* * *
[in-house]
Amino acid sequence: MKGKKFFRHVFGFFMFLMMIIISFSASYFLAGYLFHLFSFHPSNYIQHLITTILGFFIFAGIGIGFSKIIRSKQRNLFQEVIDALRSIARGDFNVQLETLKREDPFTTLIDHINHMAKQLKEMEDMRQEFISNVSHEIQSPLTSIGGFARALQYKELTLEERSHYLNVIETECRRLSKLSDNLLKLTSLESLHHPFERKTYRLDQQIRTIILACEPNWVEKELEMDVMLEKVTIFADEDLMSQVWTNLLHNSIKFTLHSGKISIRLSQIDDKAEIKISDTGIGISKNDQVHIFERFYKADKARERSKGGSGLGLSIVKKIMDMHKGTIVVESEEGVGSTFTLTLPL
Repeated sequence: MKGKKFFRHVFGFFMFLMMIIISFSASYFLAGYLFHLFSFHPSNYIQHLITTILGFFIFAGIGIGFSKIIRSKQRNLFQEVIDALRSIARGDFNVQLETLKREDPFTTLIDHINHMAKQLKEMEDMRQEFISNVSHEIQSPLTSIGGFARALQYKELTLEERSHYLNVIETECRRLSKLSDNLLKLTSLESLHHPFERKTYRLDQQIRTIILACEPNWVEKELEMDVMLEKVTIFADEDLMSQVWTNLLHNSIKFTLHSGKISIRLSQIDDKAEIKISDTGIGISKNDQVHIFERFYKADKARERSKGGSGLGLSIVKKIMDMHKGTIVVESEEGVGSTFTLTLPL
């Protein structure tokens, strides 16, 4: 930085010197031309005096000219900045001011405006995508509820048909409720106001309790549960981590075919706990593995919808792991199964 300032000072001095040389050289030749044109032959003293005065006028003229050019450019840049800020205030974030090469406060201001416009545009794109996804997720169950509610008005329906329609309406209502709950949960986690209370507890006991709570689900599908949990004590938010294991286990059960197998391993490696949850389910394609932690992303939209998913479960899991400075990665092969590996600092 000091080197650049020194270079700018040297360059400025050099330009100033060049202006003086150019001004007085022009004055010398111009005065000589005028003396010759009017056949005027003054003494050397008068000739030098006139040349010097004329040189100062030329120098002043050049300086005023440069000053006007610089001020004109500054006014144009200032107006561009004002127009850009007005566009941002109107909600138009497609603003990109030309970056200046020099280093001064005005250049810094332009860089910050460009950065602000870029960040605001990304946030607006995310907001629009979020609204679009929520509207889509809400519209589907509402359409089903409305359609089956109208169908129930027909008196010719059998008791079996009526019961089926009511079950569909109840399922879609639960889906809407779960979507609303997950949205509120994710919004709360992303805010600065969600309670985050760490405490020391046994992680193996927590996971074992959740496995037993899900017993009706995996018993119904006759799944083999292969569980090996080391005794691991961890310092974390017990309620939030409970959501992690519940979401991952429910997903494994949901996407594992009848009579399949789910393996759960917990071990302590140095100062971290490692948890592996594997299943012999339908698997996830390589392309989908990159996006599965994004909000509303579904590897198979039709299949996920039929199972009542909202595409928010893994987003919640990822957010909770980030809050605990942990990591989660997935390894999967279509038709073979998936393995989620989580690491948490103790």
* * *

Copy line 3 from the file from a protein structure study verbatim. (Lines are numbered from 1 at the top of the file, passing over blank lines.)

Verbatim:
Repeated sequence: MKGKKFFRHVFGFFMFLMMIIISFSASYFLAGYLFHLFSFHPSNYIQHLITTILGFFIFAGIGIGFSKIIRSKQRNLFQEVIDALRSIARGDFNVQLETLKREDPFTTLIDHINHMAKQLKEMEDMRQEFISNVSHEIQSPLTSIGGFARALQYKELTLEERSHYLNVIETECRRLSKLSDNLLKLTSLESLHHPFERKTYRLDQQIRTIILACEPNWVEKELEMDVMLEKVTIFADEDLMSQVWTNLLHNSIKFTLHSGKISIRLSQIDDKAEIKISDTGIGISKNDQVHIFERFYKADKARERSKGGSGLGLSIVKKIMDMHKGTIVVESEEGVGSTFTLTLPL